Security is a reoccurring concern with new and even existing technologies, especially as we draw closer to the Internet of Things (IoT). Benefits like flexibility, energy efficiency, and interoperability are moot if user and provider data is at risk. While most technologies boast enhanced levels of security, what does that mean in a Bluetooth mesh network?
Security is at the heart of the Bluetooth® mesh networking design, and its use is mandatory with every packet encrypted and authenticated. In most Bluetooth technology applications, you can customize your network security when developing your product, which is common when only a single device connection is used. However, since a Bluetooth mesh network is built on tens, hundreds, or even thousands of devices communicating with one another, security of the entire network requires additional measures and methods.
Security in Bluetooth mesh protects your network against various threats and issues on multiple layers. These include replay attacks, which are prevented by judicious use of sequence numbers; man-in-the-middle attacks, which are protected against by using asymmetrical cryptography, such as the Elliptic Curve Diffie-Hellman (ECDH) key agreement protocol, during important procedures; and protection against trash-can attacks from discarded devices by ensuring security keys get refreshed when necessary.
Bluetooth mesh is the only network topology built around mandatory security keys, which secure the network at multiple layers of the stack.
- The device key (DevKey) authorizes you to provision and configure a node so you can add devices to your network
- Application keys (AppKeys), unique to Bluetooth mesh, allow you to secure messages relating to specific applications, such as lighting, physical security, heating, etc.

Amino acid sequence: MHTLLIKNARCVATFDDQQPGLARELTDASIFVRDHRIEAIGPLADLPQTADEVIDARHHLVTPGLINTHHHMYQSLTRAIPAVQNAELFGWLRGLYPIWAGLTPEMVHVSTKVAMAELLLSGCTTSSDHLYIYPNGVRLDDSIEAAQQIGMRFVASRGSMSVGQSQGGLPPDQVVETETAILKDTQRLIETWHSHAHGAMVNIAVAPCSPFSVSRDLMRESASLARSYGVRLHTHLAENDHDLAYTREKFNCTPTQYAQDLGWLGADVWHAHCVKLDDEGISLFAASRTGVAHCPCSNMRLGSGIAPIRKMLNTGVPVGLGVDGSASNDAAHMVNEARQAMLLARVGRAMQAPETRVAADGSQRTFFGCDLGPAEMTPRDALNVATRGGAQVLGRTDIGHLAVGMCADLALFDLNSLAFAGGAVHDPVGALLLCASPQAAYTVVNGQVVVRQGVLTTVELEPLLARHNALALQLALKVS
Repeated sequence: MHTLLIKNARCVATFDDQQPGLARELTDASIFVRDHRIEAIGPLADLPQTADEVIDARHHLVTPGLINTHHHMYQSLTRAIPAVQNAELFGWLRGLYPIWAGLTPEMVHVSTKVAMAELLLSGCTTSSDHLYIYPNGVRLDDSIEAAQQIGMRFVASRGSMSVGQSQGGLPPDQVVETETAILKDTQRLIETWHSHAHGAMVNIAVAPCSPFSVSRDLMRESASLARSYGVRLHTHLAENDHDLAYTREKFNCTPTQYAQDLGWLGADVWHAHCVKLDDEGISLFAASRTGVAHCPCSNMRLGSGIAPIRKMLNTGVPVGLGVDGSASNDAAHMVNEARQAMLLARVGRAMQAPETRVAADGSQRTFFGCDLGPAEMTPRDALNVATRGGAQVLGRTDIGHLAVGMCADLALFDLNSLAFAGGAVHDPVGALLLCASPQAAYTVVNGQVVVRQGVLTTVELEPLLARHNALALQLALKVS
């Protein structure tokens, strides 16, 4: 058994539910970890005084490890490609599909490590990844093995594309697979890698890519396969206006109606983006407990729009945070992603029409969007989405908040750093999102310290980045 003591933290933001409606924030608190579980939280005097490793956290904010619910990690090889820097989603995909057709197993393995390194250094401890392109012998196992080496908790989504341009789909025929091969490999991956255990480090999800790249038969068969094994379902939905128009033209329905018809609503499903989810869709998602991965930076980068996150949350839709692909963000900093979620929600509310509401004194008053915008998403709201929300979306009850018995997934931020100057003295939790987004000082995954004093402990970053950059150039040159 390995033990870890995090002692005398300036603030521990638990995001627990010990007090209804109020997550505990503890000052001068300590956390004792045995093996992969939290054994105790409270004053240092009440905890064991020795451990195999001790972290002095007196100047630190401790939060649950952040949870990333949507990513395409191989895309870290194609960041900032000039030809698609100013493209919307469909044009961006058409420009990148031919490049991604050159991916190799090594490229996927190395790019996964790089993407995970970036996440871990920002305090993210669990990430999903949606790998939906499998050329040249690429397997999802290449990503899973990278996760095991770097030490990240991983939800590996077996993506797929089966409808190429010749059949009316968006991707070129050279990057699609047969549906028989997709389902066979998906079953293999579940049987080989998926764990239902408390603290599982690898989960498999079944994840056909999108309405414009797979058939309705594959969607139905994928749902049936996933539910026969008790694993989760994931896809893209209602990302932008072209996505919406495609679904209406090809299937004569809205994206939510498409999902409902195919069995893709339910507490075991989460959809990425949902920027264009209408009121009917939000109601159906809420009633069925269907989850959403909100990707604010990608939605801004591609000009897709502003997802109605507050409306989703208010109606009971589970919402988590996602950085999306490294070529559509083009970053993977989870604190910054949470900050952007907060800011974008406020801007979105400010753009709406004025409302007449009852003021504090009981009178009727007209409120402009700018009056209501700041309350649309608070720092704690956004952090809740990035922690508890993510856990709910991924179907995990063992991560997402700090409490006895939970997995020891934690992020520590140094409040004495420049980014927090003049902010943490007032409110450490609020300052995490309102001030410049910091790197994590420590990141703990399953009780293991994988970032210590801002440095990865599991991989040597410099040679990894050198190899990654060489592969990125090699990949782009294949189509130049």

- Network keys (NetKeys) apply to all messages on the network so that nodes can securely communicate with one another
Blacklisting Potential Threats
If a node is removed from a Bluetooth mesh network, the device and keys it contains cannot be used to mount an attack. You can add that node to a blacklist, which keeps it from receiving new security keys during a key refresh. As such, a node that was removed from the network, which contains old security keys, is no longer a member of the network; it poses no threat and can’t be used for trashcan attacks.
Security is at the heart of the Bluetooth mesh networking design, and its use is mandatory with every packet encrypted and authenticated.
Redundancies on Multiple Fronts
In a replay attack, eavesdroppers will intercept and capture one or more messages for retransmission later. This can trick the recipient into performing actions from an unauthorized device. A commonly cited example is a car’s keyless entry system that is compromised when the authentication sequence is intercepted and later the message is replayed to gain entry to the car.
To prevent replay attacks, a Bluetooth mesh network uses two network PDU fields: the sequence number (SEQ) and IV Index. The SEQ value is incremented every time a message is published. A node will discard any message with SEQ value less than or equal to that of the last valid message, as it could relate to a replay attack. Similarly, IV Index values within a message must always be equal to or greater than the last valid message from its source. This security redundancy provides an added level of protection.
Reliable, Secure Connections
The IoT is fast becoming a reality. From beacons to wireless lighting platforms, we are already seeing the initial phases of IoT deployment. The demand for reliable, scalable, and secure wireless connections is paramount to supporting the next evolution of IoT solutions. Only Bluetooth mesh offers the industrial-grade, government-grade, multi-layer security that the IoT demands.
For an in-depth look at Bluetooth mesh cryptography tools, check out the Bluetooth Mesh Security Overview.
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The behind-the-scenes story of the making of Bluetooth mesh
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